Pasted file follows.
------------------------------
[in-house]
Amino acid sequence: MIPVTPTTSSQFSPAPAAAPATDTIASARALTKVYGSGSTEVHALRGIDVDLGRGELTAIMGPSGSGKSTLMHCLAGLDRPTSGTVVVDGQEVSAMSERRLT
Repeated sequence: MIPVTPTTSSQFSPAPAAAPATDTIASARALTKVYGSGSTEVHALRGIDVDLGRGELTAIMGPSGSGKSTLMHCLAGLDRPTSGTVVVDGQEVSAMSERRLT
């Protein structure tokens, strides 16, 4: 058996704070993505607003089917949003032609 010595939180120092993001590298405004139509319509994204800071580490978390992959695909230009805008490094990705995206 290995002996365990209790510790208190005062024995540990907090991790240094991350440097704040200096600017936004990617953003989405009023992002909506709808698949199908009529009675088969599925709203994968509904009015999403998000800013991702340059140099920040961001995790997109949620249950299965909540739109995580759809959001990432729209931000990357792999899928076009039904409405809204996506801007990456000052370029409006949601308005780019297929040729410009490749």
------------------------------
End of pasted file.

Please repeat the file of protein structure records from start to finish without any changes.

[in-house]
Amino acid sequence: MIPVTPTTSSQFSPAPAAAPATDTIASARALTKVYGSGSTEVHALRGIDVDLGRGELTAIMGPSGSGKSTLMHCLAGLDRPTSGTVVVDGQEVSAMSERRLT
Repeated sequence: MIPVTPTTSSQFSPAPAAAPATDTIASARALTKVYGSGSTEVHALRGIDVDLGRGELTAIMGPSGSGKSTLMHCLAGLDRPTSGTVVVDGQEVSAMSERRLT
């Protein structure tokens, strides 16, 4: 058996704070993505607003089917949003032609 010595939180120092993001590298405004139509319509994204800071580490978390992959695909230009805008490094990705995206 290995002996365990209790510790208190005062024995540990907090991790240094991350440097704040200096600017936004990617953003989405009023992002909506709808698949199908009529009675088969599925709203994968509904009015999403998000800013991702340059140099920040961001995790997109949620249950299965909540739109995580759809959001990432729209931000990357792999899928076009039904409405809204996506801007990456000052370029409006949601308005780019297929040729410009490749």